Articles written by Danette Chappell
When you run a photography business, client leads are everything. However, if you can’t get potential leads to respond to you, your business can flounder. Here are a few reasons why potential clients may not be getting back to you after they initially reach out.
Your “About Me” page is one of the single most powerful ways to define your brand, stand out from your competition, and make potential clients feel they can’t NOT hire you. So why, then, are you neglecting it? Here’s how to write a killer “About Me” page to capture more clients.
If you’re in a place right now where you’re unsure of your pricing, and you’re not booking as many clients as you’d like, it may be time to consider raising your pricing. Here’s why raising your photo package prices may help book more clients and make you love being a photographer more.
Have you ever wondered why some photographers have excellent photo-taking skills but can’t seem to get any business? Or perhaps you've noticed some photographers don’t seem to have adept technical skills but are getting a bunch of business. This may be why.
Practicing photography as a hobby versus building a business upon your photography are two very different monsters. Running a successful photography business is what distinguishes a pro from an amateur. Without the proper preparations or knowledge, your budding photography business can quickly flounder. Here’s what you need to know if you’re thinking of turning your hobby into a professional business.
Pixellu is a startup known for making extraordinarily intuitive and time-saving software for professional photographers. A company started by photographers for photographers, Pixellu aims to help streamline the workflow of product delivery, effectively giving photographers back their time, while simultaneously adding value to the final product the photographer delivers.
Jahla Seppanen of The Manual, which touts itself as “The Essential Guide for Men,” recently published an interview with Elliot Clarke aka the “Apartment Bartender” with tips and tricks for taking great cocktail photos for one’s Instagram feed. Although the interview is aimed at casual photographers, there are a few useful nuggets of info for anyone wanting to improve their product or cocktail photography.
I remember when Facebook introduced their messenger service and how I mentally groaned at the idea of yet another way I’d have to keep up with correspondence. Heck, at times I even threw on my tinfoil hat and thought for sure that Facebook was spying on me through their messenger service. But, once I regained my composure and gave it a chance, I learned what many already knew: Facebook Messenger is quickly becoming the new email newsletter.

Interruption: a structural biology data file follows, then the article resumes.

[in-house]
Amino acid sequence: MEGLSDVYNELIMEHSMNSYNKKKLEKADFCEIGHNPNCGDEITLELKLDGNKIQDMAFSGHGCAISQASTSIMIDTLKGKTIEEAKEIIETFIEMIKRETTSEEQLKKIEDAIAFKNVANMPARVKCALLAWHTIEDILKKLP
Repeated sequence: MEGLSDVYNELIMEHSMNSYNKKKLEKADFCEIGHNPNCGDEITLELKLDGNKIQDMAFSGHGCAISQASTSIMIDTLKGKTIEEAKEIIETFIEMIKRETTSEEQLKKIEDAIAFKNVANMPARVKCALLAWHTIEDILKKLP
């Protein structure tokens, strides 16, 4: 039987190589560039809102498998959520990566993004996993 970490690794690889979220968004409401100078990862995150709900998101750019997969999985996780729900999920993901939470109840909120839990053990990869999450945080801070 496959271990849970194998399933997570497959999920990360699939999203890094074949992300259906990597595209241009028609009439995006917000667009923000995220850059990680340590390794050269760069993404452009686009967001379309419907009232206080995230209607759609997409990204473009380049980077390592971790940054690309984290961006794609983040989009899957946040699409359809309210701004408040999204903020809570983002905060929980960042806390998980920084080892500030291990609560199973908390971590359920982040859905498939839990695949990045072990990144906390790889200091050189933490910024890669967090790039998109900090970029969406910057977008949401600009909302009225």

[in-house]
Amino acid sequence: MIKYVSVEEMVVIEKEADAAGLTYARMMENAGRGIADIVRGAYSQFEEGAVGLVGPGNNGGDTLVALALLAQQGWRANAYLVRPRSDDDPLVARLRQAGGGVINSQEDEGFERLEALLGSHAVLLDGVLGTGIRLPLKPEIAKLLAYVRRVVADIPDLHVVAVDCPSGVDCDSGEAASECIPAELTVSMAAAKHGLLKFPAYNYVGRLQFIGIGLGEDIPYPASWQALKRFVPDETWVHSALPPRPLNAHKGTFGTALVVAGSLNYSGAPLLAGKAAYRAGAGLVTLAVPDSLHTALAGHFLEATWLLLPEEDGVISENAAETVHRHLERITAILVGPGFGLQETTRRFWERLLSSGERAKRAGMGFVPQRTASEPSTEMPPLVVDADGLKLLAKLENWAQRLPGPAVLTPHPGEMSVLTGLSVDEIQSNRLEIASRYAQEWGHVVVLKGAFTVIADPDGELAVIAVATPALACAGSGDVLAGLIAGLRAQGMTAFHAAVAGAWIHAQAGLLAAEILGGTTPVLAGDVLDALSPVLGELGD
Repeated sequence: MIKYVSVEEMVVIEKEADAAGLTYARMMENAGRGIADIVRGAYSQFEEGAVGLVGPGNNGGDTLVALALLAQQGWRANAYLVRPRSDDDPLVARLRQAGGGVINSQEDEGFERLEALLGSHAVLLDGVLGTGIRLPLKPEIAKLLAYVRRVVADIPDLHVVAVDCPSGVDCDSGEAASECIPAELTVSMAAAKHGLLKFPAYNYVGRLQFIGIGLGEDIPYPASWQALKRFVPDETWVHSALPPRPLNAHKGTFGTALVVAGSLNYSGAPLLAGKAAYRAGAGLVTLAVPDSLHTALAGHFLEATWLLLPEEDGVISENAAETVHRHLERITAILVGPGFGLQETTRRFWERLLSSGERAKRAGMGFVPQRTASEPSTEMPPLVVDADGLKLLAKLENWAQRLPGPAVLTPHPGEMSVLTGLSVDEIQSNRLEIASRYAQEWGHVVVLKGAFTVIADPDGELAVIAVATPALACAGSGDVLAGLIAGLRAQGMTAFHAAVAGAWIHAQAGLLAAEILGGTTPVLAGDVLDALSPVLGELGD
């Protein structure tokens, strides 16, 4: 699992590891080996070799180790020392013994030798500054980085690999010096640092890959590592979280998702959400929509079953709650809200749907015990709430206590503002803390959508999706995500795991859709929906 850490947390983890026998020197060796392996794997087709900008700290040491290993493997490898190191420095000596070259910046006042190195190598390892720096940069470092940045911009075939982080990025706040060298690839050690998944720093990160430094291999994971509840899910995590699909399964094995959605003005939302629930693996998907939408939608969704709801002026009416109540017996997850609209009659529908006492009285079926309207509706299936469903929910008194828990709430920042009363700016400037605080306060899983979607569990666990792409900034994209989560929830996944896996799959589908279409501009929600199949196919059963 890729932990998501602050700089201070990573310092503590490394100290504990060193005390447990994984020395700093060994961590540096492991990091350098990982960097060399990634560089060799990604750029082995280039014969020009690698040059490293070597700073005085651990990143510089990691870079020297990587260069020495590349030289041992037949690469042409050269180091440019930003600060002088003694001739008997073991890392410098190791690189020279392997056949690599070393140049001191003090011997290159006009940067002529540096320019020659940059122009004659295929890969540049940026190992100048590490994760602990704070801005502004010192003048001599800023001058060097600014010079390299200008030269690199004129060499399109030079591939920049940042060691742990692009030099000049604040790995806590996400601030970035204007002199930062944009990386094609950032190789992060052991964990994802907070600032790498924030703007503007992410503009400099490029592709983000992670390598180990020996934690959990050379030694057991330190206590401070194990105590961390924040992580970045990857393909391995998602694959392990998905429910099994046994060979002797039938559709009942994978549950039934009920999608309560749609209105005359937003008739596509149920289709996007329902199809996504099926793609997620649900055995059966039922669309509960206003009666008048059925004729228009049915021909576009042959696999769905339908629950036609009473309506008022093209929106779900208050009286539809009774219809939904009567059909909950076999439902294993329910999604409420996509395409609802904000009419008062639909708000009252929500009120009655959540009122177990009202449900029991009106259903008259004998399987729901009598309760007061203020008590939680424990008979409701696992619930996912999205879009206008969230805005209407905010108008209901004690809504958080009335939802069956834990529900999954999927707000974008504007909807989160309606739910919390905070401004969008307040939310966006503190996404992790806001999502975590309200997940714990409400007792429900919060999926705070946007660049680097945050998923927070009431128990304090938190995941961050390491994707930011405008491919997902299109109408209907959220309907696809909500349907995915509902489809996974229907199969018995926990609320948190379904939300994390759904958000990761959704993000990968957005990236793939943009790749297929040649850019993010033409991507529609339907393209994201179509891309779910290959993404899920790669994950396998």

For anyone not familiar with Pete Souza, he is an incredible photojournalist whose prolific career includes being the photographer for not one, but two presidents (Barack Obama and Ronald Regan). In his tenure as President Obama’s photographer, he took over 1.9 million photos, all of which are currently stored in the National Archives. He recently sat down with the New York Times to discuss all the traveling he did as a presidential photographer and gave tips to those interested in improving their travel photography.
As photographers, we’ve all been frustrated at one time or another by rules or regulations set forth by popular locations or venues in an attempt to preserve, protect, and even seemingly limit photographers. Regardless of one’s personal feelings toward photo rules at favorite photo spots, one thing is certain: we need to follow the rules.
Whether you know it or not, psychology plays a big role in successful pricing strategies for both products and services. Our brains are wired to pick up on subtle cues when it comes to weighing the value of something. So how do we successfully price our photography services? Here are a few tips to help you restructure your pricing for a successful year.
Running a successful photography business presents many challenges. When a photographer goes from hobbyist to professional they quickly learn that there is much more to master other than being technically adept at their craft. From learning how to organize a business to discovering the many hats we wear as business owners, it quickly becomes apparent that there is much more to running a successful photography business other than simply picking up a camera and snapping some great shots.
One of the best steps you can take for yourself and your photography business is setting goals. Being intentional about setting time aside to write out all of your goals can be one of the most powerful business strategies for the upcoming year. Not only does goal-setting help to solidify where you’d like to see yourself and your photography in the future, it also helps to create a clear-cut business plan for the year ahead. If you’re feeling lost or aimless within your photography business, you may want to give goal-setting a try.
Adobe just released a delightful mini-documentary showcasing the work of award-winning Photojournalist Danny Wilcox Frazier. Frazier’s work is centralized on struggling rural communities and the families and stories within. He’s able to capture both the struggles of day-to-day life of underprivileged families while still documenting the successes of perseverance.